FCSO hosts roundtable to mark one-year anniversary of George Floyd’s murder

Earlier this week the Forsyth County Sheriff’s Office hosted the “Black, White, and Blue: Building Better Communities through Conversations” roundtable.

FCSO hosts roundtable to mark one-year anniversary of  George Floyd’s murder
May 27
11:07 2021

On Monday, May 25, George Floyd, a Black man, allegedly tried to use a counterfeit $20 bill at a convenience store. Once police were on the scene, Floyd was asked to exit his vehicle, at which time officers say he started to resist. Video footage recorded by several people on the scene shows Floyd in handcuffs, face down on the ground, with Derek Chauvin, a white police officer with the Minneapolis Police Department, literally taking a knee on the back of his neck. In the video footage, Floyd can be heard pleading with Chauvin to not kill him and telling him “I can’t breathe.”

Civilians on the video footage can be heard begging with Chauvin to remove his knee from Floyd’s neck. But for nine minutes, Derek Chauvin, the officer whose primary responsibilities are to protect and serve, kept his knee on Floyd’s neck, while two other officers helped hold Floyd down and another watched, while his colleagues killed a man over $20.

Floyd’s death sparked peaceful protests, riots, and calls for police reform and defunding across the country. Earlier this week, exactly one year to the day of Floyd’s death, Sheriff Bobby Kimbrough and the Forsyth County Sheriff’s Office invited representatives from the Winston-Salem Police Department (WSPD), local clergy, and representatives from the community to discuss the impact of Floyd’s death, the future of policing across the country, and several other pressing issues, including the recent rise in gun violence. 

Joining Sheriff Kimbrough for the roundtable discussion were: Walter C. Holton, former U.S. attorney for the Middle District of N.C.; Assistant Chief Williams with the WSPD; Bishop Todd Fulton, former president of the Ministers’ Conference of Winston-Salem and Vicinity; Al Jabbar, president of the Winston-Salem NAACP; Frankie Gist, community activist; and Scott Gerlicher, who recently retired from the Minneapolis Police Department. 

To jump-start the conversation, WXII 12 news anchor Talitha Vickers, who served as the moderator for the roundtable discussion, asked Gerlicher what it was like to be in Minneapolis last year and how George Floyd’s death impacted the country.

During the investigation into Floyd’s death, Gerlicher, who has more than 30 years of experience working in law enforcement, served as the Special Operations and Intelligence Division Commander. He said Floyd’s death led to a push that he hopes will bring about real change in law enforcement.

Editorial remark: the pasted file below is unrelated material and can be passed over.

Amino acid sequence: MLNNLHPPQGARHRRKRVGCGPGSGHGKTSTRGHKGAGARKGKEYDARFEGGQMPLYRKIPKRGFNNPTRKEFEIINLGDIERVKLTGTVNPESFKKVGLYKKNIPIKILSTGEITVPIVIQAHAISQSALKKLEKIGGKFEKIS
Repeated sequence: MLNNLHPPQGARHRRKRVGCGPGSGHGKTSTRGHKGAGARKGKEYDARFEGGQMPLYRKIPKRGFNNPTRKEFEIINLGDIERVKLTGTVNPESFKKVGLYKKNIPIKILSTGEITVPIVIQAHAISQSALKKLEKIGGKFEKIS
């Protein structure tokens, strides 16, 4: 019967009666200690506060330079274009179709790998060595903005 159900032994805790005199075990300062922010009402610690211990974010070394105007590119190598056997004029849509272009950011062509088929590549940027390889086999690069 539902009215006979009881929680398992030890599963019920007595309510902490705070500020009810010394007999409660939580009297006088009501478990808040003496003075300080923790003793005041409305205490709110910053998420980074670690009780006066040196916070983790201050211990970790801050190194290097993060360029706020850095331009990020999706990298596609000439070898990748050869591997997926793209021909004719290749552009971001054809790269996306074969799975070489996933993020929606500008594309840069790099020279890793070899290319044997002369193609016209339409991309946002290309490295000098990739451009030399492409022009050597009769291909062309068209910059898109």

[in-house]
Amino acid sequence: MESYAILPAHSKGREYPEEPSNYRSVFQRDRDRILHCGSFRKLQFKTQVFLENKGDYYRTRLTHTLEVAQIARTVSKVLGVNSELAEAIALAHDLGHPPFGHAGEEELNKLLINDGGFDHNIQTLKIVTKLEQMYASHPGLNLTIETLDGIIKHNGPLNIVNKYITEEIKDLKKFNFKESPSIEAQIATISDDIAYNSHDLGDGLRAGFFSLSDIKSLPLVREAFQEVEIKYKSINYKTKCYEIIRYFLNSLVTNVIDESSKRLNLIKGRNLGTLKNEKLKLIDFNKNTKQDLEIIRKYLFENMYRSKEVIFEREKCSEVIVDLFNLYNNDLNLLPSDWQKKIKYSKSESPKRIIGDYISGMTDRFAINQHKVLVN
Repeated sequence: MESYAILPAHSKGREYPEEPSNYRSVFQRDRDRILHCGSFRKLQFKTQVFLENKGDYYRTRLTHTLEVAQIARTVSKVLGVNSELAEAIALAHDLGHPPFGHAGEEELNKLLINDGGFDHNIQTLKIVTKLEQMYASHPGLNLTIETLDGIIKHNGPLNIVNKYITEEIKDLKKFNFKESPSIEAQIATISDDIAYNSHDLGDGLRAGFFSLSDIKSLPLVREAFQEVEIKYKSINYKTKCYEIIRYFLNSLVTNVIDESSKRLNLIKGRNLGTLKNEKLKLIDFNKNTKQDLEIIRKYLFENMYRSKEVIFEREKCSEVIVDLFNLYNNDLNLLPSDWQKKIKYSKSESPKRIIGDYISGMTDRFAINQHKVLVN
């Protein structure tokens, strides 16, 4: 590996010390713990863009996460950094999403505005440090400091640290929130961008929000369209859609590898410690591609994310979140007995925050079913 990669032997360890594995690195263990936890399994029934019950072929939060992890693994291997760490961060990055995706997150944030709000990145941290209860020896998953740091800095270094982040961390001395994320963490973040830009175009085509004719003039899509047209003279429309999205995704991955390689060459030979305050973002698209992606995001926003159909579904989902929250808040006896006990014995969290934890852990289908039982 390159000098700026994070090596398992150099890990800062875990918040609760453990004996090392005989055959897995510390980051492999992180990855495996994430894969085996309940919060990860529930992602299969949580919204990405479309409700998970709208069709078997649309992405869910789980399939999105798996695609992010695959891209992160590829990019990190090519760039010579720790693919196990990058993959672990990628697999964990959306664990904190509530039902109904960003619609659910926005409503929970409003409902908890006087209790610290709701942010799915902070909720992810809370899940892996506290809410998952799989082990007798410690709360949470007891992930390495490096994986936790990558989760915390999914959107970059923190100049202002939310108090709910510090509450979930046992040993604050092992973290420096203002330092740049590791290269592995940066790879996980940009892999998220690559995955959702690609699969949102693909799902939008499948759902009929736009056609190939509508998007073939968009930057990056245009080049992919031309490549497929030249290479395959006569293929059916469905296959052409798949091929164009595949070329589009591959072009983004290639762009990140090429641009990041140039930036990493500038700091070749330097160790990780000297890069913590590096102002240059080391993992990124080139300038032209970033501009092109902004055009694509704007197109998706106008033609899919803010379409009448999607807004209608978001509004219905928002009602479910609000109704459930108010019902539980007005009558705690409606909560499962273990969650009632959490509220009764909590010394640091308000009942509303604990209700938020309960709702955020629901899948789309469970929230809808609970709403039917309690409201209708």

“Never in my wildest dreams did I ever imagine that my community in Minneapolis and my police department would be, as you say, the epicenter of what was both a significant incident in our nation’s history and also change,” Gerlicher said. “I think of the incident with George Floyd, we’re starting to see some of that change.”

When asked what needs to be done to bring about real change, Gerlicher said we need to take a hard look at some of the policies within law enforcement. “I think we need to maintain closer community connections and then also I think we need to take a good look at law enforcement and how we police throughout this country,” he continued. 

“I will maintain that that particular incident does not define the Minneapolis Police Department, nor does it define law enforcement … there is a lot of great things going on in law enforcement, but I think there is a need for a much closer look at how we’re doing policing out there, what the training is both before the police academy and after the police academy.”

Gist, who is the founder of HOPE Dealers Outreach, a local grassroots organization geared toward uplifting communities in need, said law enforcement and the community have to work together. 

“Accountability is very important in law enforcement and the community as well,” Gist said. “We all have to hold ourselves accountable and we do have to work together in order to tackle these issues, because if one side is going against the other, we’ll never be able to bridge that gap.” 

The “Black, White, and Blue: Building Better Communities through Conversations” roundtable can be viewed in its entirety by visiting the Forsyth County Sheriff’s Office Facebook page.

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Tevin Stinson

Tevin Stinson

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